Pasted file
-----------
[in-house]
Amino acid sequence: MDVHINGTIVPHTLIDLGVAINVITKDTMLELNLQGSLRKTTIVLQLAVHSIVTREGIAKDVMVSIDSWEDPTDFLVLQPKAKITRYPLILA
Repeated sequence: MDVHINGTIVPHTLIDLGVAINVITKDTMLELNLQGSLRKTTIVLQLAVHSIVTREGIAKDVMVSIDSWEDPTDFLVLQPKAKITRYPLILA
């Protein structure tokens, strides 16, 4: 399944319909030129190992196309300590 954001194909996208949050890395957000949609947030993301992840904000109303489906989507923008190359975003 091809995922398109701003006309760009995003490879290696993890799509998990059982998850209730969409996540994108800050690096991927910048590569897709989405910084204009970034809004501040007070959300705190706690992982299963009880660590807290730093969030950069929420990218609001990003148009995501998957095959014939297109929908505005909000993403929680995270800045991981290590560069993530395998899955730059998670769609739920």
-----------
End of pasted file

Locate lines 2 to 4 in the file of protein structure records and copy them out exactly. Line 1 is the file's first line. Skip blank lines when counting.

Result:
Amino acid sequence: MDVHINGTIVPHTLIDLGVAINVITKDTMLELNLQGSLRKTTIVLQLAVHSIVTREGIAKDVMVSIDSWEDPTDFLVLQPKAKITRYPLILA
Repeated sequence: MDVHINGTIVPHTLIDLGVAINVITKDTMLELNLQGSLRKTTIVLQLAVHSIVTREGIAKDVMVSIDSWEDPTDFLVLQPKAKITRYPLILA
């Protein structure tokens, strides 16, 4: 399944319909030129190992196309300590 954001194909996208949050890395957000949609947030993301992840904000109303489906989507923008190359975003 091809995922398109701003006309760009995003490879290696993890799509998990059982998850209730969409996540994108800050690096991927910048590569897709989405910084204009970034809004501040007070959300705190706690992982299963009880660590807290730093969030950069929420990218609001990003148009995501998957095959014939297109929908505005909000993403929680995270800045991981290590560069993530395998899955730059998670769609739920």